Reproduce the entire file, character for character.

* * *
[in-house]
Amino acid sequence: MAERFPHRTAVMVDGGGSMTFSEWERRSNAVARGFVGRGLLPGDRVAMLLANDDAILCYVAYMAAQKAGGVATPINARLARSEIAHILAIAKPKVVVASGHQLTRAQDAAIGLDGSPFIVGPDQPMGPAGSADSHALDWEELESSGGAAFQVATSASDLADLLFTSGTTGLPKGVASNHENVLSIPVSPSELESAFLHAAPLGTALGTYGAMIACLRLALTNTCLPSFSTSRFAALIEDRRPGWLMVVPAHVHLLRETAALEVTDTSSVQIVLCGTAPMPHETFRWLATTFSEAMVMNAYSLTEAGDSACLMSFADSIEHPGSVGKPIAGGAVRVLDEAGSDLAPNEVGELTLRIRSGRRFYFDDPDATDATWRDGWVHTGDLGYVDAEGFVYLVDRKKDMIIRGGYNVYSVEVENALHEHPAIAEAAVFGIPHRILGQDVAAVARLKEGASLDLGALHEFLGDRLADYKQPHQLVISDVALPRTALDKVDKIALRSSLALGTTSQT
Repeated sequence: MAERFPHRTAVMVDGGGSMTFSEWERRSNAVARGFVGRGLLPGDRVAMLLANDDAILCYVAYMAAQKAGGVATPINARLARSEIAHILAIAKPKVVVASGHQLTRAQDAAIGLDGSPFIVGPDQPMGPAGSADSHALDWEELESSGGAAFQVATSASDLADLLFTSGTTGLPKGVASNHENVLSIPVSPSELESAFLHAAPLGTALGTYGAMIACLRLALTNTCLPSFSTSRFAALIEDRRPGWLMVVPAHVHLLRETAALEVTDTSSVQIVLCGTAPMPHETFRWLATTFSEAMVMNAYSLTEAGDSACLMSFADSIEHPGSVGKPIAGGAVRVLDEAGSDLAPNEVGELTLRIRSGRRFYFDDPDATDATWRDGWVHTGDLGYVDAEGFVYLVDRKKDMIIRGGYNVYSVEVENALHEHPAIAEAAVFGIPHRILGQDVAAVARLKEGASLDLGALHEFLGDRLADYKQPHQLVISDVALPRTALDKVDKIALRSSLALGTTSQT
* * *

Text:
[in-house]
Amino acid sequence: MAERFPHRTAVMVDGGGSMTFSEWERRSNAVARGFVGRGLLPGDRVAMLLANDDAILCYVAYMAAQKAGGVATPINARLARSEIAHILAIAKPKVVVASGHQLTRAQDAAIGLDGSPFIVGPDQPMGPAGSADSHALDWEELESSGGAAFQVATSASDLADLLFTSGTTGLPKGVASNHENVLSIPVSPSELESAFLHAAPLGTALGTYGAMIACLRLALTNTCLPSFSTSRFAALIEDRRPGWLMVVPAHVHLLRETAALEVTDTSSVQIVLCGTAPMPHETFRWLATTFSEAMVMNAYSLTEAGDSACLMSFADSIEHPGSVGKPIAGGAVRVLDEAGSDLAPNEVGELTLRIRSGRRFYFDDPDATDATWRDGWVHTGDLGYVDAEGFVYLVDRKKDMIIRGGYNVYSVEVENALHEHPAIAEAAVFGIPHRILGQDVAAVARLKEGASLDLGALHEFLGDRLADYKQPHQLVISDVALPRTALDKVDKIALRSSLALGTTSQT
Repeated sequence: MAERFPHRTAVMVDGGGSMTFSEWERRSNAVARGFVGRGLLPGDRVAMLLANDDAILCYVAYMAAQKAGGVATPINARLARSEIAHILAIAKPKVVVASGHQLTRAQDAAIGLDGSPFIVGPDQPMGPAGSADSHALDWEELESSGGAAFQVATSASDLADLLFTSGTTGLPKGVASNHENVLSIPVSPSELESAFLHAAPLGTALGTYGAMIACLRLALTNTCLPSFSTSRFAALIEDRRPGWLMVVPAHVHLLRETAALEVTDTSSVQIVLCGTAPMPHETFRWLATTFSEAMVMNAYSLTEAGDSACLMSFADSIEHPGSVGKPIAGGAVRVLDEAGSDLAPNEVGELTLRIRSGRRFYFDDPDATDATWRDGWVHTGDLGYVDAEGFVYLVDRKKDMIIRGGYNVYSVEVENALHEHPAIAEAAVFGIPHRILGQDVAAVARLKEGASLDLGALHEFLGDRLADYKQPHQLVISDVALPRTALDKVDKIALRSSLALGTTSQT